A lumbar puncture is most often used to diagnose certain conditions that affect the brain and spinal cord.
A lumbar puncture is often used to diagnose certain conditions that affect the brain and spinal cord.
Meningitis is the inflammation of the membrane layers covering the brain and spinal cord. It can develop from a number of different causes, including infection by bacteria or viruses. Bacterial meningitis can be life-threatening.
A lumbar puncture is needed to diagnose meningitis and ensure appropriate treatment is started.
A subarachnoid haemorrhage occurs when a blood vessel within or underneath the brain bursts (ruptures). It's usually diagnosed using a computerised tomography (CT) scan, but sometimes it may be necessary to perform a lumbar puncture to detect the presence of blood in the cerebrospinal fluid (CSF).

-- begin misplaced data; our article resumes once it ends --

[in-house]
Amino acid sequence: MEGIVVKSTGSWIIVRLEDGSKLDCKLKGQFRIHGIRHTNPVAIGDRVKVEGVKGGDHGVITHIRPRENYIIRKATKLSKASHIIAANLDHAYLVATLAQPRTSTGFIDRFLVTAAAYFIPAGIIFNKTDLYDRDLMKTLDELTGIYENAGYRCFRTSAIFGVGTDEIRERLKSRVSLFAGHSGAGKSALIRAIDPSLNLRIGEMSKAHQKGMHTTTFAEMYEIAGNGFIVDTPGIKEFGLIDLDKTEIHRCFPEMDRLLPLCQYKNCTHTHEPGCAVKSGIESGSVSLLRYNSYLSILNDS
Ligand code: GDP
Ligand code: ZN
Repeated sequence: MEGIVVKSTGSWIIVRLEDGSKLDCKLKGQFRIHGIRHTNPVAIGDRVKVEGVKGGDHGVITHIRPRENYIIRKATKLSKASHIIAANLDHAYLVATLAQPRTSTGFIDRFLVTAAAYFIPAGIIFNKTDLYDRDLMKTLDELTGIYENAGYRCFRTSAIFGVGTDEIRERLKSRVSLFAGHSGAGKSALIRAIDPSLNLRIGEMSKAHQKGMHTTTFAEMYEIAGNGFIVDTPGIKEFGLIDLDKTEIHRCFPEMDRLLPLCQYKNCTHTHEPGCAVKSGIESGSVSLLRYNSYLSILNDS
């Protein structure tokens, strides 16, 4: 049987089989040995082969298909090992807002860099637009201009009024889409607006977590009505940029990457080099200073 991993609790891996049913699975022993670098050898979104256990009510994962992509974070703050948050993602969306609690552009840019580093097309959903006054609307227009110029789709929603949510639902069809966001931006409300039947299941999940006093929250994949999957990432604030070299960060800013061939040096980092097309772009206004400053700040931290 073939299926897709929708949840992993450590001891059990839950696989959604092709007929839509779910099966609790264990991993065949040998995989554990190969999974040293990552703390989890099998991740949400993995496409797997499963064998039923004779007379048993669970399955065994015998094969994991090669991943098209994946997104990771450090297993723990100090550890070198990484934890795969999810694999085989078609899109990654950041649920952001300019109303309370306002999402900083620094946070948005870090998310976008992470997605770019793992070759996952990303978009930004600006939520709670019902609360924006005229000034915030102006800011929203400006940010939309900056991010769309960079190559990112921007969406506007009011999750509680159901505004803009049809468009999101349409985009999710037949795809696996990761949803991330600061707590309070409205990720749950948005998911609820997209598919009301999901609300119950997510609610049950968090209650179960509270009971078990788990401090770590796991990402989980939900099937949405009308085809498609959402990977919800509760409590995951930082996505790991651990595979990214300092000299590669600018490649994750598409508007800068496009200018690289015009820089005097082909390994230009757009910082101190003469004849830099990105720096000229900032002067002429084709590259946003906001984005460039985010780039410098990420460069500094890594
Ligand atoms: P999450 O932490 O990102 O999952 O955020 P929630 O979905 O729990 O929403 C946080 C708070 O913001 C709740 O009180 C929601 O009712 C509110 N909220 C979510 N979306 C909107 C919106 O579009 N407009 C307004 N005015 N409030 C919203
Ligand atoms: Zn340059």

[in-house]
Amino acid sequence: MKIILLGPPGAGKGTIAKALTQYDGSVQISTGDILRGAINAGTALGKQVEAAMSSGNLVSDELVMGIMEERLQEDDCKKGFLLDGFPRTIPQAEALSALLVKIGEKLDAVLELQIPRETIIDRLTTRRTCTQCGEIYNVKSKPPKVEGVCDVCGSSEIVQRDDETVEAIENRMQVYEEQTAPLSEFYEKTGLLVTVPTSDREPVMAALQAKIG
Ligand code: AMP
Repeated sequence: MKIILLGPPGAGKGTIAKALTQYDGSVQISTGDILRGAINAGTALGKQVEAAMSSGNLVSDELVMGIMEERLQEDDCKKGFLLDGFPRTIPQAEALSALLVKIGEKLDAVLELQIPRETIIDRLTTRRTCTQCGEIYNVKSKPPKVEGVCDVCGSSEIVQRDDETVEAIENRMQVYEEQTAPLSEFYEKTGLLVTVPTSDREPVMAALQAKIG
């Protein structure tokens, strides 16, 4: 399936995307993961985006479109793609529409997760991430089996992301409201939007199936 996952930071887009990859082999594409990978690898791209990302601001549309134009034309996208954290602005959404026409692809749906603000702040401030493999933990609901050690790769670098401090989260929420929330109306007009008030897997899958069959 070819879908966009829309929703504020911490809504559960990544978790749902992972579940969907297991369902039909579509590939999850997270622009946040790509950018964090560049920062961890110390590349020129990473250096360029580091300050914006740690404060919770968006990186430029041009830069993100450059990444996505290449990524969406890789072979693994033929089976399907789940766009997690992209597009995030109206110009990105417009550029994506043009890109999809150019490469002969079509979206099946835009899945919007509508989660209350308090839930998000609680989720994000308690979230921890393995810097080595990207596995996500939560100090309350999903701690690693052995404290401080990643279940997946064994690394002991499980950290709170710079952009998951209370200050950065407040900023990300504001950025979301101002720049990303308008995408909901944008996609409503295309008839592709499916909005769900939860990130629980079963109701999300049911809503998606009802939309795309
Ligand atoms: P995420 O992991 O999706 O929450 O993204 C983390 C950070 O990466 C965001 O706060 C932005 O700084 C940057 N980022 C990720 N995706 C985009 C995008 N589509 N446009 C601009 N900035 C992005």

Guillain-Barré syndrome is a rare condition that causes inflammation of nerves supplying the arms and the legs. A lumbar puncture is needed to check the protein level in the CSF, which is usually higher with this condition.
A lumbar puncture can also be used to administer treatments by injecting medication into the CSF. Medications include:
A lumbar puncture can also be used to relieve a pressure build-up within the skull (known as raised intracranial pressure) by removing some CSF. This can give short-term relief of symptoms until a more permanent treatment can be provided.